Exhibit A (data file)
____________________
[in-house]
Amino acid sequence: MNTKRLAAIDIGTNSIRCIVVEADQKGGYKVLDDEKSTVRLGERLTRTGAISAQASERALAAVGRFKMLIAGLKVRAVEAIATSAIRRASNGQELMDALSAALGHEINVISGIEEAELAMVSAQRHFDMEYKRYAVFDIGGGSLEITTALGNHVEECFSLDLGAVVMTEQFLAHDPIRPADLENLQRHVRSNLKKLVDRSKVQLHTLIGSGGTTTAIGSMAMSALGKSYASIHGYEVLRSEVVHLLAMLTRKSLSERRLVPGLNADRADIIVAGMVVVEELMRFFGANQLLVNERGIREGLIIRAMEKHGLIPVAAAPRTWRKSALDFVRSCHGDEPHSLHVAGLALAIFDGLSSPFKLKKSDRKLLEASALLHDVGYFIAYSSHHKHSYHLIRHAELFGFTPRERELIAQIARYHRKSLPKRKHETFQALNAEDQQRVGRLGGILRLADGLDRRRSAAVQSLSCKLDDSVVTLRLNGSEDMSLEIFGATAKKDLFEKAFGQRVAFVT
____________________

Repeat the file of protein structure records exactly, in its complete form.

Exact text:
[in-house]
Amino acid sequence: MNTKRLAAIDIGTNSIRCIVVEADQKGGYKVLDDEKSTVRLGERLTRTGAISAQASERALAAVGRFKMLIAGLKVRAVEAIATSAIRRASNGQELMDALSAALGHEINVISGIEEAELAMVSAQRHFDMEYKRYAVFDIGGGSLEITTALGNHVEECFSLDLGAVVMTEQFLAHDPIRPADLENLQRHVRSNLKKLVDRSKVQLHTLIGSGGTTTAIGSMAMSALGKSYASIHGYEVLRSEVVHLLAMLTRKSLSERRLVPGLNADRADIIVAGMVVVEELMRFFGANQLLVNERGIREGLIIRAMEKHGLIPVAAAPRTWRKSALDFVRSCHGDEPHSLHVAGLALAIFDGLSSPFKLKKSDRKLLEASALLHDVGYFIAYSSHHKHSYHLIRHAELFGFTPRERELIAQIARYHRKSLPKRKHETFQALNAEDQQRVGRLGGILRLADGLDRRRSAAVQSLSCKLDDSVVTLRLNGSEDMSLEIFGATAKKDLFEKAFGQRVAFVT